Dublin Travel Guide
Dublin, capital of the Republic of Ireland, is a city of storytellers and pubs, and among the quaintest of European capitals. It counts among its native sons the likes of Nobel laureates William Butler Yeats, George Bernard Shaw and Samuel Beckett – think Waiting for Godot – and literary luminaries Oscar Wilde, Jonathan Swift, Dracula creator Bram Stoker, and, most famous of all, James Joyce, whose masterpiece, Ulysses, is set in Dublin, and whose short fiction, Dubliners, offers a poignant snapshot of the city in the early 20th century. As for pubs, Dublin's Temple Bar quarter can fairly be described as the pub crawl capital of the world, packed with bars, clubs and restaurants, where some of the oldest public houses in the land can be found – notable among them Brazen Head, originally established in 1198. Temple Bar, in fact, is a place almost of pilgrimage for the party-hearty young crowds from other parts of Ireland as well as Britain, and the highlight of any tour of Dublin.
Dublin is located on the central east coast of Ireland, at the mouth of the River Liffey, in the approximate center of the Dublin Region.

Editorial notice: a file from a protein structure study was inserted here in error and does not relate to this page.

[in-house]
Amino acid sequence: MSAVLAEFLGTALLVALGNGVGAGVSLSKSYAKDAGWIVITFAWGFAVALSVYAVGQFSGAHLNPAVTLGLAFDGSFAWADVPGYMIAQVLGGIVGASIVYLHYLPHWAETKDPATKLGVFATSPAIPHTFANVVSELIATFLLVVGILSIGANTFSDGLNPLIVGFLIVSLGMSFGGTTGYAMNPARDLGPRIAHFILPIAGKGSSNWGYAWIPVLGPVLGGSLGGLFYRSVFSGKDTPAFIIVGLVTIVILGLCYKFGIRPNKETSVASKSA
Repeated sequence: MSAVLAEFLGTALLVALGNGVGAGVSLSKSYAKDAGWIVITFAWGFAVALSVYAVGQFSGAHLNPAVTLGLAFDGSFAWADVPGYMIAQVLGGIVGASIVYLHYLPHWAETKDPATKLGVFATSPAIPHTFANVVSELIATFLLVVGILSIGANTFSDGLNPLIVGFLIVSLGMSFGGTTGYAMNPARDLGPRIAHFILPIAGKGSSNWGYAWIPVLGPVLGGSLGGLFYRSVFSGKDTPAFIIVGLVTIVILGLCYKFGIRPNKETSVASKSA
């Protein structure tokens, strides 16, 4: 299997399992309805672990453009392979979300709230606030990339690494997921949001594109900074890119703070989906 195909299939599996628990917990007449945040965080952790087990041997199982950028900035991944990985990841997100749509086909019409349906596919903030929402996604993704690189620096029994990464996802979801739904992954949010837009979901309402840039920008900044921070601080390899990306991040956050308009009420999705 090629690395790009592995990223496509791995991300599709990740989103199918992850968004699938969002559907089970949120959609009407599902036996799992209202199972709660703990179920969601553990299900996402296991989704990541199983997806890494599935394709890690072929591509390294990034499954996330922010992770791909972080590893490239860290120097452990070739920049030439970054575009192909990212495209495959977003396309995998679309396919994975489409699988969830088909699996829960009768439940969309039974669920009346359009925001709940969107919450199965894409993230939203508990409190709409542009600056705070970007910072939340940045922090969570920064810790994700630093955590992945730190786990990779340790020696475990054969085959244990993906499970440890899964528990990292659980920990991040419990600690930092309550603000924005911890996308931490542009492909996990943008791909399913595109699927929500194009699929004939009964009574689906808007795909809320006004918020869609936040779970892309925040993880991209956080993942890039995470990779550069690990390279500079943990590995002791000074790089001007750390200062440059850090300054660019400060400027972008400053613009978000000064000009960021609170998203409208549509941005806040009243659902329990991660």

From a purely tourist perspective, other than Temple Bar, priorities here are the 12th-century Dublin Castle, from where the Irish Crown Jewels were stolen in 1907; the venerable old Trinity College, dating from 1592, where the Book of Kells, created by monks in 800 AD, is the principal draw; the Ha'penny iron footbridge, which is among the most photographed sights in Dublin; the grey-brick-granite O'Connell Bridge across the River Liffey, one of the city's most prominent landmarks; and the neoclassical Customs House, also on the Liffey and also a city landmark. The 7-story Guinness Storehouse, which chronicles the history of Ireland's most famous brewer, is also worth visiting, as is the 18th-century Leinster House, a former ducal palace which now houses the Oireachtas Éireann, or National Parliament of Ireland. The city's principal streets are O'Connell, the main thoroughfare; Kildare, which has on it the National Museum and National Library of Ireland; Grafton and Dawson, which constitute Dublin's shopping hub; and Henrietta, the oldest Georgian street in the city, originally developed in the 1720s.
Oh, Dublin's best-known rock band is U2, and its most prized beer, not surprisingly, is Guinness Draught, brewed at the historic Guinness Brewery (a.k.a. St. James's Gate Brewery), which was famously leased by founder Arthur Guinness in 1759, at £45 per year, for a period of 9,000 years!
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